Happy birthday, Dr. Seuss
Happy birthday, Dr. Seuss, “Think left and think right and think low and think high. Oh, the thinks you can think up if only you try!” Since the beginning with the Cat in the Hat and other memorable characters, Dr. Seuss has reached generations of children through colorful drawings and clever rhymes. On March 2nd, join the Highland Library and others around the nation as we celebrate all things Seuss!
Theodore Seuss Geisel was born March 2nd, 1904 in Springfield, Massachusetts to an author (mother, Henrietta) and a park system director (father, Theodore Robert). Theodore loved to read and draw as a child, but had no ambitions to become a children’s author. In a high school art class, his teacher insisted “you will never learn to draw, Theodore. Why don’t you just skip this class for the rest of the term.” Later, he would reflect on this moment stating “I’ve capitalized on my mistakes, since I can’t draw, I’ve taken the awkwardness and peculiarities of my natural style and developed them. That’s why my characters look that way.” Throughout college, Theodore would have many jobs including humor editor, and creating characters for nation-wide Oil company campaigns. Regardless, his goal as an author was to write serious fiction and humor for adults.
Theodore’s first children’s book came about from the rhythm of a ship’s engine on a cruise across the Atlantic. And to Think That I Saw It On Mulberry Street became the first book written and illustrated by Dr Seuss in 1937. The book was published by a friend from college after 25 rejections. Theodore chose to publish under his middle name, and mother’s maiden name, adding “Dr” in a flippant gesture to the degree he never finished and saving his true name for more serious works.
Over the course of his career Dr. Seuss would be awarded numerous honorary doctorate degrees and publish numerous stories before his work was interrupted by World War II, during which two of his short films would also become award winners. After the war, Seuss and his wife, Helen Palmer, moved to La Jolla, California, where he would return to and focus on his works for children. In 1957, The Cat in the Hat was published and began his long relationship with publisher Random House. The publishing company would later make Seuss the author head for Beginner Books, a subsidiary company focused on books for beginning readers.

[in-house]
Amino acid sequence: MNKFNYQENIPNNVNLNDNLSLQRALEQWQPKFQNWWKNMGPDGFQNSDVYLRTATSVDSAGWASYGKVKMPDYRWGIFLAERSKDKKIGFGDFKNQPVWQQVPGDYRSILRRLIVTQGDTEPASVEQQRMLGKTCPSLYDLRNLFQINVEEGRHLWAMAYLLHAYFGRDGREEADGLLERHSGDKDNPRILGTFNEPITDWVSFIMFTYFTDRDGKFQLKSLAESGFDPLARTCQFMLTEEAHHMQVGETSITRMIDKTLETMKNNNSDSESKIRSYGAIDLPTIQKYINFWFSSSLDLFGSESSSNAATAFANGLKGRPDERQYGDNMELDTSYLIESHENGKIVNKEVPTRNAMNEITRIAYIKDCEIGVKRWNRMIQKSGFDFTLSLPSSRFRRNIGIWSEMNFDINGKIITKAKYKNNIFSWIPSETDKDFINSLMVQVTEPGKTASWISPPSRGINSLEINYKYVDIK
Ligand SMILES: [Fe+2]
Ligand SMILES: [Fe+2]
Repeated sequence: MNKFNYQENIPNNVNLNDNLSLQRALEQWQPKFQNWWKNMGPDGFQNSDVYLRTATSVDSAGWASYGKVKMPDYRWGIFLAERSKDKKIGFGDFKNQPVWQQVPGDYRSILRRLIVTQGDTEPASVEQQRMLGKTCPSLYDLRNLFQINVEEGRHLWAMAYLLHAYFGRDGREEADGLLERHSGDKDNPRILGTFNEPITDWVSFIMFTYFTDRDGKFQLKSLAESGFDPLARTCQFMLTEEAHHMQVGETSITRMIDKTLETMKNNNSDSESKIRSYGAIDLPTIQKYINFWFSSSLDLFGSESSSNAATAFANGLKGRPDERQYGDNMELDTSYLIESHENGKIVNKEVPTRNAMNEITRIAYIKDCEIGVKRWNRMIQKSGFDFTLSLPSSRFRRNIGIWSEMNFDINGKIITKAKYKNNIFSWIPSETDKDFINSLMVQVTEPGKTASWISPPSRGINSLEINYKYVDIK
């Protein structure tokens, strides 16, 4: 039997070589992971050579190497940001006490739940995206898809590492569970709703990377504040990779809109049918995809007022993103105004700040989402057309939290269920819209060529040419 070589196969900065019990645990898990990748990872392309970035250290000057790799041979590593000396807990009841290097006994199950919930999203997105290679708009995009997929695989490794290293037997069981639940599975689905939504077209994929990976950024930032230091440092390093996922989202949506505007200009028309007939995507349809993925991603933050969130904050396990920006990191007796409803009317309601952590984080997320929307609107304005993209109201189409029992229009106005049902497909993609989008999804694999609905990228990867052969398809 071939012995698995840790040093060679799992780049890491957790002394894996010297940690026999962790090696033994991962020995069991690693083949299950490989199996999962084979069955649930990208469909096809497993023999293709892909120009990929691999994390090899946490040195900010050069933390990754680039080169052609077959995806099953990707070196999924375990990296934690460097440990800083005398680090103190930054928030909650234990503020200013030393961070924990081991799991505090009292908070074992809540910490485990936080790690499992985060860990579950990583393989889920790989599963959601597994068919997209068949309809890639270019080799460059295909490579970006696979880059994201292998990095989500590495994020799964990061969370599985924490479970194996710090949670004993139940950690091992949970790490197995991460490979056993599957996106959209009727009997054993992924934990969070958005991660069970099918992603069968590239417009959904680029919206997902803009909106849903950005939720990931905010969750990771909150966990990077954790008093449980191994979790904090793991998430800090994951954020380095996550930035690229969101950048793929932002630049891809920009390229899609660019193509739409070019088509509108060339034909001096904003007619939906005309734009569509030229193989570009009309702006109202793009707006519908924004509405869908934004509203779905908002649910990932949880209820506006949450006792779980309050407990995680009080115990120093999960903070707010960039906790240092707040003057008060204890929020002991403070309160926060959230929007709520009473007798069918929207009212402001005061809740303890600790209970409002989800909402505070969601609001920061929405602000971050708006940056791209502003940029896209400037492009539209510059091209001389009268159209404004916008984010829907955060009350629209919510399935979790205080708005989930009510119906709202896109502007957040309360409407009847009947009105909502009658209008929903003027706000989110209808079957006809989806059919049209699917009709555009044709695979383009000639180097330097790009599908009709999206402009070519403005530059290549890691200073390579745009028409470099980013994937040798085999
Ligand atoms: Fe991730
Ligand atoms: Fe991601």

Despite all the success that was to come, Theodore never let anyone believe that writing for children was easy for him.
Throughout his career, Dr. Seuss would write and illustrate over 50 books for children, 10 of which have since been turned into films.
Other works included 13 works that would be published under a surname, and 5 screenplays.
Join the Highland Sam J Racadio Library and Environmental Learning Center and schools and libraries around the nation as we celebrate the birthday of Theodore Seuss Geisel (Dr. Seuss) and Read Across America!
Friday, March 1, will be a full “Day of Dr. Seuss” as staff and community members share their favorite books by Dr. Seuss every hour on the hour in the Children’s Area. At 5 p.m. the party begins with crafts and activities for children of all ages, and the reading of the Highland Library’s “Favorite Dr. Seuss Book” as voted by our patrons!